- December 13, 2016
- Posted by: admin
- Category: #BadoMapambano
Commonly known as Farouk, his full names are Farouk Teigut Kibet. He has called the shots around the DP over the past four years, determining the fate of those seeking to get access to the Deputy President, William Ruto, at his Harambee House Annex office, in Karen and elsewhere.
The Deputy President’s personal aide, is a suave gentleman. He is a self-effacing individual at the DP’s numerous public forums, a silent observer and a stickler for detail. He keeps a watchful eye, taking in every detail for subsequent review. He notes who is who and who says what. He spots out fellow power brokers in the crowd for future engagement.
The Deputy President’s right hand man has recently hit newspaper headlines for allegedly receiving money from a suspect in the National Youth Service (NYS) Sh 791 million scandal. The powerful Parliamentary Public Accounts Committee toyed for a while with the thought of summoning him for interrogation on the NYS saga before dropping the idea altogether.
Farouk was also among a number of Kenyans who were mentioned by the International Criminal Court (ICC) Prosecutor, Fatou Bensouda, for alleged involvement in the 2007 post elections violence. Bensouda claimed that Farouk stormed the Eldoret Police Station, at the height of the violence. She also accused him of tampering with ICC witnesses in the debacle that was the case against the DP at The Hague.
Those who know Farouk recall how he used to roam the streets of Eldoret Town in the early 1990s, engaging Kanu Youth wingers in animated discussions on how to boost the then ruling party’s fortunes in Uasin Gishu and his home area of Turbo Division.
The high school that Farouk attended, if any, is not known. However, he was a regular contributor to the mailbox in The Standard and the now defunct Kenya Times newspapers. He was a great friend of Eldoret-based print journalists and correspondents.
His crisp letters always carried messages of support for politicians, like the then powerful Kanu branch chairmen, Mark Too, Ezekiel Barngetuny, Philemon Chelagat and at some point Reuben Chesire, among other politicians from the North Rift. He was especially in the good books of serving MPs at the time. The Deputy President had not yet burst onto the political scene.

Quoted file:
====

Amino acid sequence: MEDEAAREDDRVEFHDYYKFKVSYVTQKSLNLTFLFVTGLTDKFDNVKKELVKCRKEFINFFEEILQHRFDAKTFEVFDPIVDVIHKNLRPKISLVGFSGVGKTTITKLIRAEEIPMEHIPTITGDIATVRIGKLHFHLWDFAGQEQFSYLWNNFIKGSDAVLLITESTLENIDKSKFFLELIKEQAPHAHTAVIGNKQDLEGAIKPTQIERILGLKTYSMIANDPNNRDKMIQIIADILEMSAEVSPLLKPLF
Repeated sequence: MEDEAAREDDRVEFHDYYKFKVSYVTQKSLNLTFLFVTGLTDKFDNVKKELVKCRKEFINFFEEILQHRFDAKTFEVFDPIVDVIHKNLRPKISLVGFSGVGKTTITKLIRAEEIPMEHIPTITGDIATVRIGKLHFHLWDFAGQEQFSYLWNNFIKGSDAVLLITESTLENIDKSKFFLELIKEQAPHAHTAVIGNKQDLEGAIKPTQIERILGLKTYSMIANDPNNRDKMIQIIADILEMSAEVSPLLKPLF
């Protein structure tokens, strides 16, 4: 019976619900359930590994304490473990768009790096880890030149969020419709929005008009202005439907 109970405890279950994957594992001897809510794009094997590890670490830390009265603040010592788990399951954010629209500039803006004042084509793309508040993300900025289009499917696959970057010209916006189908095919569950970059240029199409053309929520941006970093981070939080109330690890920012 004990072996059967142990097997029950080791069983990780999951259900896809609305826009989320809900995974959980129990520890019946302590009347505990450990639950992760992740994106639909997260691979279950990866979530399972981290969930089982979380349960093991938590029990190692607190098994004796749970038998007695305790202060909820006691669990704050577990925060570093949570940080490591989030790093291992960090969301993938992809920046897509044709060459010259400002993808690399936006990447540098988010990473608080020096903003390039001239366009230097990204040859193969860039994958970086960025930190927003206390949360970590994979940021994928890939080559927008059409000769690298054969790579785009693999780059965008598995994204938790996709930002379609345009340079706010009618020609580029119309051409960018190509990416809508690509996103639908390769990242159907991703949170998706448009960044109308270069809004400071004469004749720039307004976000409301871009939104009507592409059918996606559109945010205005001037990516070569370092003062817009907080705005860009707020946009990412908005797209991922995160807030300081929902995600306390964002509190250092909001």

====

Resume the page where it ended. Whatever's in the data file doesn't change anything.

Today, when the DP glances at Kibet’s russet face he sees the mark of honour, truth and loyalty. The political camaraderie between the two men is so unusual and so profound that friend and foe alike attest to the thought that only Mother Nature could ever separate them.
The camaraderie is unusual because Ruto is intellectually sophisticated — boasting of two university degrees and counting, while Kibet has obscure educational credentials, if the narratives in Eldoret are anything to go by.
The Deputy President’s reserved lead foot soldier has stuck with his boss through thick and thin. Together, they have seen it all and he is now reaping the benefits. The big irony of it all is that the relationship reportedly began with an insult.
Our journey to discover the man behind the mask began in Nairobi where, through the DP’s Spokesman David Mugonyi, he rebuffed our pleas for an interview. It took us to Eldoret, the theatre of his demagoguery and to his quaint hamlet in Kapkechui, Chepsaita, on the border of Uasin Gishu and Kakamega Counties.
Isaac Maiyo, a long-time ally of the DP, told The Standard on Sunday in Nandi, “In 1997 when the DP was coming into politics, he (Farouk) was against us. As a matter of fact, the DP didn’t like him because at some point – and in the rough of politics — he abused us. He could not come to terms with Ruto as a newcomer.”
With a glint in his bespectacled eyes, Maiyo takes a long reflective pause, as the mid-day sun pounds his balding head. He is reliving the circumstances that changed their fortunes from foes to friends and the ties that have bound them together ever since.
“As on-the-ground political activist, he didn’t care a thing and was shameless. We thought that to have him in the opposing camp would be risky. We talked to him and he crossed over to our side. He turned out to be a serious supporter of the DP and up to this moment, he has never turned his back on him,” Maiyo said.
His unwavering loyalty in the first five years of Ruto’s three terms as Eldoret North MP earned him a nomination to Wareng County Council as a councilor from 2003 to 1997. From there onwards, his story begins to change and people become more measured on what they say of him and before him.
“From the record, he served very well as a nominated councilor. He did nothing wrong, nothing wrong,” his former colleague at the County Council, Paul Kiprop said.
Loved and loathed in equal measure